An earthquake with a revised magnitude of 6.5 hit a remote area of Nevada on Friday morning, about 225 miles northwest of Las Vegas and near the California border, the US Geological Survey says.
The quake, which was 4.7 miles deep, occurred at 4:03 a.m. local time, the USGS says.
The revised ranking makes the quake the first large one since 1954, said Graham Kent, director of the Nevada Seismological Laboratory.
'As the third most seismic state in the nation, we kind of had a streak of not having big earthquakes for 66 years,' Kent said.
'This was a magnitude 6.5, and it was certainly felt in the Reno-Tahoe area, and also throughout the San Joaquin and Sacramento valleys in California,' Kent said.
The earthquake was 'widely felt,' USGS spokesman Paul Laustsen told CNN.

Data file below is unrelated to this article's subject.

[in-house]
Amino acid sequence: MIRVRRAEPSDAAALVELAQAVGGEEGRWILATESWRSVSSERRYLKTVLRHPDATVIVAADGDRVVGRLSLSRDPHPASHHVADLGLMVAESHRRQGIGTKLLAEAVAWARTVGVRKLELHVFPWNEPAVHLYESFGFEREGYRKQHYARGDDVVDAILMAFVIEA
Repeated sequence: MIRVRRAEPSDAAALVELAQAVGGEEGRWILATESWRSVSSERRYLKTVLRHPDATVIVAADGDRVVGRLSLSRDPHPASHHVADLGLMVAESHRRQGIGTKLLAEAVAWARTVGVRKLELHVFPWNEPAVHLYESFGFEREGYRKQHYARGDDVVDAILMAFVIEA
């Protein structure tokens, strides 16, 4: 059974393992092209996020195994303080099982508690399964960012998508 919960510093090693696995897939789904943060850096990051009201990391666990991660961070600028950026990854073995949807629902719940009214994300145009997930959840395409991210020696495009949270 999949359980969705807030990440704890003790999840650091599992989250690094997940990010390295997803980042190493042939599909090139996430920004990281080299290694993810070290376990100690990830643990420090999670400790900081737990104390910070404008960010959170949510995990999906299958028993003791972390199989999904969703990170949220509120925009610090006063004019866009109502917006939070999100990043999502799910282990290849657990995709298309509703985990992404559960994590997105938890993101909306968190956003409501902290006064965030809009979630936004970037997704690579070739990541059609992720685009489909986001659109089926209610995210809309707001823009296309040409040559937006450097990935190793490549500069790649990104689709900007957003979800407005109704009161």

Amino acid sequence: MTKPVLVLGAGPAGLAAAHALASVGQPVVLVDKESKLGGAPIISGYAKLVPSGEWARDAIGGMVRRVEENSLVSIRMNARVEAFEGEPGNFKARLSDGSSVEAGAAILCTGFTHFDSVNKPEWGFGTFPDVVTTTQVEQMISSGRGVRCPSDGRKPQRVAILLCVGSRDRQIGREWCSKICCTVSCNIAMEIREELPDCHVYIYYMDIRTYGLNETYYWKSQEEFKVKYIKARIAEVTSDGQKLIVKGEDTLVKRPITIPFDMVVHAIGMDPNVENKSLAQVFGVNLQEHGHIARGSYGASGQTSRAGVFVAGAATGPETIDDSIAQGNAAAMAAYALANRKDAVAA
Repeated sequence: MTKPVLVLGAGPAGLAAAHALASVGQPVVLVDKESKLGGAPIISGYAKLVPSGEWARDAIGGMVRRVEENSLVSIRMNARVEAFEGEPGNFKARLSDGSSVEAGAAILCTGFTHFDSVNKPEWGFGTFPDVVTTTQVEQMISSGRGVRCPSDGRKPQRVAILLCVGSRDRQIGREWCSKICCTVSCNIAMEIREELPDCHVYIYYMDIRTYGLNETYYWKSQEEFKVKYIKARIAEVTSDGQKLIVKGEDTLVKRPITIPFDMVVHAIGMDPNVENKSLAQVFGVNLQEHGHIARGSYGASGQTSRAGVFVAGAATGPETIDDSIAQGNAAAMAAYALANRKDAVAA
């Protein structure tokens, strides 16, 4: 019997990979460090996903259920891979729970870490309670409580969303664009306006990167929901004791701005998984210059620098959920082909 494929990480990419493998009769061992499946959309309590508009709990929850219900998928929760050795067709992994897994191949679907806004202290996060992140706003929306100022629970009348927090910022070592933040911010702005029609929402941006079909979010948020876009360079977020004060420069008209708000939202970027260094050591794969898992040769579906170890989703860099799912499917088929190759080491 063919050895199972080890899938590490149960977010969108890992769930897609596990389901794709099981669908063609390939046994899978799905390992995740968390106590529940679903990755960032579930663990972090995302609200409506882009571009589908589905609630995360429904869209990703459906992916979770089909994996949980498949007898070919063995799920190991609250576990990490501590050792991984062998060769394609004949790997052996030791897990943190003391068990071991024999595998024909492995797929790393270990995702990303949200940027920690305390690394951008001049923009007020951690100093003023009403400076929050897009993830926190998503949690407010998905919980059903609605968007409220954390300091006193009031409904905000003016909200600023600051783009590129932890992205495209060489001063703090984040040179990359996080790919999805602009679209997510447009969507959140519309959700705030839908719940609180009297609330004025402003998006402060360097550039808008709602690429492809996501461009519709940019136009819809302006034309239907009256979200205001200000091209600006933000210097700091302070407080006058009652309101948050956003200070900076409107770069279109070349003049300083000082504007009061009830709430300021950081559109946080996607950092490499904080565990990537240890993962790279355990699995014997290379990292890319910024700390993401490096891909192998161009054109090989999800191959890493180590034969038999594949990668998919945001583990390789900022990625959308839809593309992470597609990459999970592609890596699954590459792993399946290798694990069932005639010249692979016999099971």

'There have been almost 8,000 'Did you feel it' reports, with people logging into USGS to report it,' Laustsen said.
The Nye County Sheriff's office took video of the damage to US 95 in Esmeralda County.
'As you can see, the highway has shifted at mile marker Esmeralda 89,' Nye County Sheriff Sharon Wehrly says in the video. 'A Nye County patrol is on the way to Gabbs to meet with the townspeople, assess damage, and assist them.'
Wehrly also said that they have discovered some broken windows in Tonopah.
Esmeralda County Sheriff's Deputy Jacob Stritenberger felt the main earthquake and it was the biggest one he's ever experienced, he said.
Deputies are checking out reported damage on US 95.
'North- and southbound is undriveable around mile marker 89,' Stritenberger said. 'According to people who called it in, it's buckled really bad.'
The epicenter was about 35 miles west of the town of Tonopah, east of the Sierra Nevada range, according to the USGS. The USGS gave an initial report of a 6.4 magnitude.
The USGS said in its aftershock forecast that there will be between 63 and 260 aftershocks with a magnitude of 3.0 or greater over the next seven days. There is a 4% chance of one with a magnitude of 6.5 or more.